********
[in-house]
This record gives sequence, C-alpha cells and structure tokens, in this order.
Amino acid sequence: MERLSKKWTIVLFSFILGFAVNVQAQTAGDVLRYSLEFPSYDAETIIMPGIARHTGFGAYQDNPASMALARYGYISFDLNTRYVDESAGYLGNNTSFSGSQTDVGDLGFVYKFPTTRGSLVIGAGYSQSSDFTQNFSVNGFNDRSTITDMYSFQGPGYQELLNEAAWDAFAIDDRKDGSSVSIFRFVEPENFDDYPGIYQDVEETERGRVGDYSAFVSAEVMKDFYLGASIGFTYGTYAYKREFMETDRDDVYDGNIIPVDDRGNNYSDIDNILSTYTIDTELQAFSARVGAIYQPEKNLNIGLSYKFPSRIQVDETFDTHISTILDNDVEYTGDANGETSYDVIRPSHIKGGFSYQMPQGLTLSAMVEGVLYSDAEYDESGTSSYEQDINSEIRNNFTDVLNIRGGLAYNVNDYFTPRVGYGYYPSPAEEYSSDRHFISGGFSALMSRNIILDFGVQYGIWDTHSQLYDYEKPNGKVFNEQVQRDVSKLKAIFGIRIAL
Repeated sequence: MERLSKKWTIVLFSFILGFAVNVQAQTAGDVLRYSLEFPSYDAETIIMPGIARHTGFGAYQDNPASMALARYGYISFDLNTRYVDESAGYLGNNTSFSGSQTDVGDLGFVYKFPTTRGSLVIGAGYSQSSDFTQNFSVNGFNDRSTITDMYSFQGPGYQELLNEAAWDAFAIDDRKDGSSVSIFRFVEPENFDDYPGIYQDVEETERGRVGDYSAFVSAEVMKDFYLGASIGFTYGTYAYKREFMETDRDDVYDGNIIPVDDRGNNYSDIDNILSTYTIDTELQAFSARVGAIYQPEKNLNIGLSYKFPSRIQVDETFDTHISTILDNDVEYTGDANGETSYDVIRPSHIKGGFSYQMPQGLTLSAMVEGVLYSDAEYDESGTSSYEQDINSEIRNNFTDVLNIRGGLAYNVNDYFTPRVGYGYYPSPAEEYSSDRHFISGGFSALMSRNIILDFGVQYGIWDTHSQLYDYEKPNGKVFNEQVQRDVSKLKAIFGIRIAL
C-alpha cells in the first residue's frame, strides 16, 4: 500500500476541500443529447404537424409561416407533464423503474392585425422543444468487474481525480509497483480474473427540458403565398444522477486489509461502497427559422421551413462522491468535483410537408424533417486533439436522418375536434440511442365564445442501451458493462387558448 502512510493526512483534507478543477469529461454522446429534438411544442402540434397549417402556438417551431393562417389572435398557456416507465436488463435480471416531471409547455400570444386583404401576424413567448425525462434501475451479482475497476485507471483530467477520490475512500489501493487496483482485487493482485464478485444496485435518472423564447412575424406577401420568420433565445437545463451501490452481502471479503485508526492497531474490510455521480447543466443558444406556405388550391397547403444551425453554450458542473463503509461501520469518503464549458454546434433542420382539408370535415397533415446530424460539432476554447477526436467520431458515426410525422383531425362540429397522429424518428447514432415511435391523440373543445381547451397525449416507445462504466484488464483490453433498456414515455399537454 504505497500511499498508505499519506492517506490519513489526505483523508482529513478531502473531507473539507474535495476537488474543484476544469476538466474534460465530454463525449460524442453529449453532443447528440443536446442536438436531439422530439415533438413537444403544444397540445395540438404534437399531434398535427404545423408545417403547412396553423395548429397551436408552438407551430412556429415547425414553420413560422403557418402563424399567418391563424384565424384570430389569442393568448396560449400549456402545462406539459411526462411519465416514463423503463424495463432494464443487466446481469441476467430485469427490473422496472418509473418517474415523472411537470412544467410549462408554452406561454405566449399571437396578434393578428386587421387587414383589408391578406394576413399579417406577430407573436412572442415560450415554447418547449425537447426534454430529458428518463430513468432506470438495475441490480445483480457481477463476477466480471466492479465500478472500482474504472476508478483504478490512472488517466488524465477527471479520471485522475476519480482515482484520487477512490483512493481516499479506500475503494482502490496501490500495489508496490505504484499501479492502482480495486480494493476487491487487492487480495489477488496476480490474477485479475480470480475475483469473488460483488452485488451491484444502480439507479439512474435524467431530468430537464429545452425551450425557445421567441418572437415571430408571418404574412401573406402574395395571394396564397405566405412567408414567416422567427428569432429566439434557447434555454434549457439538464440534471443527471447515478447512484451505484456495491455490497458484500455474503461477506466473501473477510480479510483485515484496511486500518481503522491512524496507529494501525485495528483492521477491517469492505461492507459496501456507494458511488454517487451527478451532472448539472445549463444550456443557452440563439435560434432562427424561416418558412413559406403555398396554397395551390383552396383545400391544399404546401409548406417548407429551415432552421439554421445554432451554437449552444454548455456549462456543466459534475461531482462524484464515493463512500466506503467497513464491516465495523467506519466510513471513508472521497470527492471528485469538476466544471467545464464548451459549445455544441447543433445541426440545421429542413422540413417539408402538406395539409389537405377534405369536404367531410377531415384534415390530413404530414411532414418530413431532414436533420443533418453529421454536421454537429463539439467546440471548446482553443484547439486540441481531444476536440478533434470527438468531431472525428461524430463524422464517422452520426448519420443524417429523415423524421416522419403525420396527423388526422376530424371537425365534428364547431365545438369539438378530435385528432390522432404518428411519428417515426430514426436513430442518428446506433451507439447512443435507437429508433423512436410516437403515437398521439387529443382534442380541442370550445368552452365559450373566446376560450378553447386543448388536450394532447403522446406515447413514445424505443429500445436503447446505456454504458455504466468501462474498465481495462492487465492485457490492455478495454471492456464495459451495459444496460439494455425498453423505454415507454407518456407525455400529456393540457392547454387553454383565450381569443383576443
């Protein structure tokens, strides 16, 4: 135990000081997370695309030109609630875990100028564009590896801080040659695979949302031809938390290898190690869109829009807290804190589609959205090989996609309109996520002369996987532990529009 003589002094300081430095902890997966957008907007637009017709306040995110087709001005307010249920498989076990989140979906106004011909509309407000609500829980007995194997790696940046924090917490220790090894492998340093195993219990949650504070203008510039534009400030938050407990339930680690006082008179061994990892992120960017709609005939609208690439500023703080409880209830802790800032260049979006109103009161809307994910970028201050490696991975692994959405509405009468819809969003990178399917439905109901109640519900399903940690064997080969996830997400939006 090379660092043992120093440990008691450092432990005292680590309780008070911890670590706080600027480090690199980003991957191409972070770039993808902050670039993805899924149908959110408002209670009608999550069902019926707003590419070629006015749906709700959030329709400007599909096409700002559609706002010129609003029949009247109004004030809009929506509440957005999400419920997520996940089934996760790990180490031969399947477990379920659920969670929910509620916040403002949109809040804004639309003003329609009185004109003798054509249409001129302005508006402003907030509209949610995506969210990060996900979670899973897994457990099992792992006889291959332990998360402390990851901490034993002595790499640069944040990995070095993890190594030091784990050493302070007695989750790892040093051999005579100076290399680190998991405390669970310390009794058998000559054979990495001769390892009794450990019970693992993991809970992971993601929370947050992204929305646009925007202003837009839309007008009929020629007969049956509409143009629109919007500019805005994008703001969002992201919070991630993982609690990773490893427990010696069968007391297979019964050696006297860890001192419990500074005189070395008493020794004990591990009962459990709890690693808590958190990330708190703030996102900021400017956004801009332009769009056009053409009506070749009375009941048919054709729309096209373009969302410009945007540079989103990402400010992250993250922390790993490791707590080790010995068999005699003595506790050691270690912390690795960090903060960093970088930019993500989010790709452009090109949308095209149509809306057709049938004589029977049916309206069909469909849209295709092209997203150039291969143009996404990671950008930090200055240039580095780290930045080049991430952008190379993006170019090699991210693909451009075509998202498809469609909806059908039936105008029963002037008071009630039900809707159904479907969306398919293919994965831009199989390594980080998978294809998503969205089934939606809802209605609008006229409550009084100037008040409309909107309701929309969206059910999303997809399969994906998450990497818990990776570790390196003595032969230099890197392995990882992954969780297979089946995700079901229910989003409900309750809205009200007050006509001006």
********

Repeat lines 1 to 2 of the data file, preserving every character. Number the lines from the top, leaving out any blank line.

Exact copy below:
[in-house]
This record gives sequence, C-alpha cells and structure tokens, in this order.